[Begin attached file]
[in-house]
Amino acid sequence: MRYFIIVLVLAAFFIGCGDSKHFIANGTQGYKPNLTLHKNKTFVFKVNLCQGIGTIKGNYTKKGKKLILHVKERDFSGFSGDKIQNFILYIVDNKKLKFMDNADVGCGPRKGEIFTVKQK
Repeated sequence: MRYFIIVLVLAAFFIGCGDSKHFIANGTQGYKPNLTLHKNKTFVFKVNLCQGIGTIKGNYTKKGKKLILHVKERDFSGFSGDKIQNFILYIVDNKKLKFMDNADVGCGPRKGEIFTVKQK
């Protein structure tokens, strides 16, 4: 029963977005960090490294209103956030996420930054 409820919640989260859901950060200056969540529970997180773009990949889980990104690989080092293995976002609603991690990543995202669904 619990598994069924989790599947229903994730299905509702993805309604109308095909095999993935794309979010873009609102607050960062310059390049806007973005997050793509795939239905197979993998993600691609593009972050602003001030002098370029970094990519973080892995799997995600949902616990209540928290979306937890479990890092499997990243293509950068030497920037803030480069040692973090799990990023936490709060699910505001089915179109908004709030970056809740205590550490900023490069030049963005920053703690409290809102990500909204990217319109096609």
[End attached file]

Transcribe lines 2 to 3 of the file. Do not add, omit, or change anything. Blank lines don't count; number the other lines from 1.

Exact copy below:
Amino acid sequence: MRYFIIVLVLAAFFIGCGDSKHFIANGTQGYKPNLTLHKNKTFVFKVNLCQGIGTIKGNYTKKGKKLILHVKERDFSGFSGDKIQNFILYIVDNKKLKFMDNADVGCGPRKGEIFTVKQK
Repeated sequence: MRYFIIVLVLAAFFIGCGDSKHFIANGTQGYKPNLTLHKNKTFVFKVNLCQGIGTIKGNYTKKGKKLILHVKERDFSGFSGDKIQNFILYIVDNKKLKFMDNADVGCGPRKGEIFTVKQK